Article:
We are incredibly lucky to have, in my opinion, the greatest healthcare system in the world. Sadly, the current government are hell bent on destroying it. The NHS probably won’t be sustainable forever, and it has its flaws, but there are so many more positives about it that we, as medical students, doctors, and members of the public, have to fight for. Medical trainees from all over the world aspire to work in the UK health system, but with the changes this contract will bring, all those highly sought after trainees will go elsewhere. And those that are in the UK already will leave. If practising doctors are considering their alternatives, and medical school graduates like myself are looking at other options, where does that leave the NHS?

It’s easy for the government to sit back and make whatever decisions they want to extend working times, reduce overtime pay, and remove safeguards for doctors. They are not the ones who will have to deal with the fall out. They won’t be the ones who will end up being treated by doctors who are tired, overworked, and damn right miserable about the conditions they work in. That will fall on the general public and all the people who rely on the NHS for their health care.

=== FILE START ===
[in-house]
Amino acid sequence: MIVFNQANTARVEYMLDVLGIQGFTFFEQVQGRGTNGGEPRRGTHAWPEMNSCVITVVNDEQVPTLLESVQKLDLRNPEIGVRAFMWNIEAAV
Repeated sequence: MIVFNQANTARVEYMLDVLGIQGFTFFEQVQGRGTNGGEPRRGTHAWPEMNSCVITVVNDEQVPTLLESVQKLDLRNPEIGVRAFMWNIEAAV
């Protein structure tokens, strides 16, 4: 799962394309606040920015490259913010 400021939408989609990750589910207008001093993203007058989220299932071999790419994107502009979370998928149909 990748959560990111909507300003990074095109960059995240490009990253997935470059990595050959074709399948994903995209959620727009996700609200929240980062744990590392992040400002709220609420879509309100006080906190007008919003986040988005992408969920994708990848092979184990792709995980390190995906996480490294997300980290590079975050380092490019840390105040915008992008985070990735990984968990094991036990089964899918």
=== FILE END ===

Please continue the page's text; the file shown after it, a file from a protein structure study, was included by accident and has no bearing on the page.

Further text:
And it’s just not fair.

Read more from theconfusedmedic

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My Last Day…s